Avoiding apostrophe catastrophes


Apostrophe misuse is so rampant nowadays that it has become the subject of comic strips and memes. However, just because something is misused widely doesn’t mean it’s okay to follow suit, especially when your reputation might be at stake. But, why do apostrophes cause us so much trouble? And, what strategies or tricks can you use to avoid suffering your own apostrophe catastrophe?

I believe a lot of the confusion surrounding the apostrophe can be blamed on the its versus it’s scenario. What, indeed, were grammarians thinking, when they agreed it was okay to use the same symbol to represent both ownership of something and missing letters in a word that’s been shortened? And, it doesn’t help that the apostrophe also doubles as a closing, single quotation mark and can be used to indicate plurals of numbers, letters and symbols as in 100’s, A’s and $’s, but not things like CDs or IOUs.

As well as suffering from a multiple personality disorder, apostrophes are tricky little things to get right even when you use them in the correct context. I’m referring here to the problem of where to place an apostrophe to indicate possession for a singular noun ending in the letter s. Some style manuals say it is perfectly fine to write Bridget Jones’ Diary, while most will insist Bridget Jones’s Diary is more correct, which incidentally, is what the movie’s makers opted for in the end.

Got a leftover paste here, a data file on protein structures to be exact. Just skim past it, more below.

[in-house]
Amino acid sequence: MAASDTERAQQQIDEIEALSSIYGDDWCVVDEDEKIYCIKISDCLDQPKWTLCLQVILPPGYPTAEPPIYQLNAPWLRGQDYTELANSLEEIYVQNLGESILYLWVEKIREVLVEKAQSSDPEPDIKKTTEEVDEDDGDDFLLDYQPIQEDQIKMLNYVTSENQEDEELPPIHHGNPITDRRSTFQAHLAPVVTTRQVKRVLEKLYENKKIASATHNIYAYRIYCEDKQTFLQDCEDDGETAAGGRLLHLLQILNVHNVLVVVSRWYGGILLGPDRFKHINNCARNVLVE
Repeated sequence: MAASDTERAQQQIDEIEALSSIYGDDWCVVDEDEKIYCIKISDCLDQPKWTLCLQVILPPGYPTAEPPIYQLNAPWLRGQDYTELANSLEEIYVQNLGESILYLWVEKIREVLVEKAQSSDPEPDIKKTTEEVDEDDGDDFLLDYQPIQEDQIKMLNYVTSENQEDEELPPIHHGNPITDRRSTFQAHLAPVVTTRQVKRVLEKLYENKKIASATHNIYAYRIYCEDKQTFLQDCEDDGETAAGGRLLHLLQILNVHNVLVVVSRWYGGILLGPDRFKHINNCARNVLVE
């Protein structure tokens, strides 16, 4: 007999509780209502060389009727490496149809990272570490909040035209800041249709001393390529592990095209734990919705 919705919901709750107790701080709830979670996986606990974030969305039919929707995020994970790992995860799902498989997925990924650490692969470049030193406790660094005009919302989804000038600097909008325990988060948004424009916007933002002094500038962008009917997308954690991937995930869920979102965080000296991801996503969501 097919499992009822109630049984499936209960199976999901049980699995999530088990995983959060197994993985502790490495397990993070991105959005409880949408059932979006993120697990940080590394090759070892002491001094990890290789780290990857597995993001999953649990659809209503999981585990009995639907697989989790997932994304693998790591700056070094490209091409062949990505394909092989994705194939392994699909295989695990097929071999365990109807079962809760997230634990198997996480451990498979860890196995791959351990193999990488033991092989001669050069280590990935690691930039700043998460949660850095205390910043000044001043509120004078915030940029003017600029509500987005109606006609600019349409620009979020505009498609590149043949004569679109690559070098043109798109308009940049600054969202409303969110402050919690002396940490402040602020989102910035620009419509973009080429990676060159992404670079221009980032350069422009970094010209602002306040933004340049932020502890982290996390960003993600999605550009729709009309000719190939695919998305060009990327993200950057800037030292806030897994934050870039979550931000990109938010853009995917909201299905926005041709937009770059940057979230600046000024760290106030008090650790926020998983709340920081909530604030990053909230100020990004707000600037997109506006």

I can see no simple way around the problem of apostrophe misuse, other than to learn the basic rules, together with the key exceptions, which are as follows:

  • Although an apostrophe can ordinarily be used to show possession, the one exception is the word its. Remember, it’s always means it is, whereas its denotes belonging to something.

  • Apostrophes don't make something plural – the exceptions being the marking of plurals of individual numbers, letters and symbols (e.g. 1000’s, p’s, #’s, etc.)

  • To show something belongs to a singular noun, add ’s to it, regardless if it ends in s (e.g., an albatross’s wingspan is vast). However, note, some style manuals do allow you inexplicably to drop the s (e.g., an albatross’ wingspan is broad)

  • To show something belongs to a plural noun, add ’s (e.g., diamonds are a girl’s best friend) or if the noun already ends in s, add the apostrophe only (e.g., it was a great girls’ night out)

  • If the sentence has a double subject, add the possessive apostrophe to the second subject only (e.g., I worked on Tom and Jerry’s car). However, note, when the ownership is separate the standard rule applies (e.g., I worked on Tom’s and Jerry’s cars)

Safe and happy apostrophising everybody!